In the first year only production rooms are available and they can only be placed in certain places on your map. These rooms can either produce gold, food, new tunnels, new imps or make you nicer.

Production rooms are worked by imps.

In the second year there are only scoring and combat rooms. Scoring rooms give you points for various things at the end. Combat rooms change combat rules or make certain monsters more effective when they fight there.

Rooms replace tunnels.


Imps are your workers. They dig tunnels, mine them for gold (to pay your bills) and work your production rooms. Trolls (a monster) do double duty by being able to work in production rooms.


Each of the eight actions has three spaces. Starting from the start player each player places one of their minions in the first available space on the appropriate action for their chosen action card.

This is repeated for the second and third action cards.

It is possible for there to be no space available and part of the gameplay is to work around this happening so you don't waste actions and taking your turn order on relevant turns into account.

Interestingly often the second space is the best one to get to and at different times different players may value some spaces differently to others. For example, if you have no gold the first food spot (1 gold -> 2 food) is useless but the second (1 evil -> 3 food) is substantially better. Someone at risk of waking the paladin might have the opposite view.

The actions are:

- Gain Food
- Become Nicer (two of the spaces also allow you to peek at one of the combat cards in the upcoming combat rounds);
- Dig Tunnels
- Mine for Gold
- Hire Imps
- Buy Trap
- Hire Monster
- Build Room

These are resolved in order and the results from one action can be used in another (eg you can mine for gold in a tunnel you just built but you can't use the gold from mining to pay for food as that is an earlier step). So you need to plan around that too.


So each of the four seasons in a year goes like this:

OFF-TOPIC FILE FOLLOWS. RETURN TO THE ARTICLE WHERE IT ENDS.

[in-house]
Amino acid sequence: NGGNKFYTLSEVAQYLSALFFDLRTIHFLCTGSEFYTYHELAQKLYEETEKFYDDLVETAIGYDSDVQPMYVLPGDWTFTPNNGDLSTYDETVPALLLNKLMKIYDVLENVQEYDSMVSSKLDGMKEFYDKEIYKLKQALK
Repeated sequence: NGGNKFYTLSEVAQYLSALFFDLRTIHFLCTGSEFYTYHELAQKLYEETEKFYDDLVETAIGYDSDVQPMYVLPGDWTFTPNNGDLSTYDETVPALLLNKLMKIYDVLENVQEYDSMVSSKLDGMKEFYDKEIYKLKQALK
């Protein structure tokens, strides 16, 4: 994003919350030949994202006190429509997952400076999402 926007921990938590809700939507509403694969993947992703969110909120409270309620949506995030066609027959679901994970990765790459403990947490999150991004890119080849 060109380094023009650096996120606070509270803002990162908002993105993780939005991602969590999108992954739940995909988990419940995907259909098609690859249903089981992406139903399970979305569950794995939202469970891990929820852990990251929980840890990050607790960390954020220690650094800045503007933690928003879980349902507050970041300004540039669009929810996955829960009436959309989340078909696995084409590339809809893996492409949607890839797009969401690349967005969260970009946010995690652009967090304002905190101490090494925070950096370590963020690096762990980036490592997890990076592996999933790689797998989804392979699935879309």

- Reveal new event if applicable;
- Reveal new adventures if applicable;
- Place action cards face down;
- Reveal action cards and place minions;
- Resolve actions in order;
- Shuffle action cards up;
- Use excess imps in production rooms;
- Return imps;
- Resolve events (if any; there is a 1-2 season lag on these);
- Assign adventurers (if applicable; 1-2 season lag);
- Return Imps (and trolls);
- Move Starting Player to the left.

Combat Rounds

The combat rounds work a little differently. The party of adventurers is on auto-pilot through your dungeon. You have a little discretion (eg which of two equidistant tunnels or rooms from the entrance the party will attempt to conquer) but it is otherwise non-discretionary.

The round goes:

- Decide what square the adventurers will attempt to conquer;
- Plan what monsters and/or traps you will use this round (planning phase);
- Reveal the combat card;
- Resolve traps;
- Resolve fast magic;
- Combat;
- Resolve slow magic;
- Healing;
- Fatigue and Conquering.


Traps generally do damage and may have a secondary effect (and possibly secondary damage such as from a Poisoned Dart). Some also have a cost (eg food for Poisoned Meal or an imp for the Kamikaze Imp).

The number of thief symbols in your party will reduce the primary damage.

The horrible thing about thieves is that a strong thief can make traps mostly worthless. The good thing about thieves is they can be planned around.

You can use a trap for free (excluding usage cost) in a tunnel or for 1 gold in a room (plus usage cost).


Magic can be terrible. Each of the four combat cards has an effect on it. In combat rounds 1, 2, 3 and 4 the party needs (at least) 1, 2, 3 or 4 magic symbols on party adventurers to activate that effect.

You may get a peek at 1-2 of these cards from the being nice action (and I would recommend looking at the first 1-2 when you do this; the others matter less).

Magic can be fast or slow. Fast magic occurs before combat. Slow magic occurs after.

The horrible thing about magic is that it can be inocuous (eg lose 1 gold) to devastating (eg turning a dragon into a ineffectual sheep). The good thing about magic is that if you know what the effects are you can plan around it.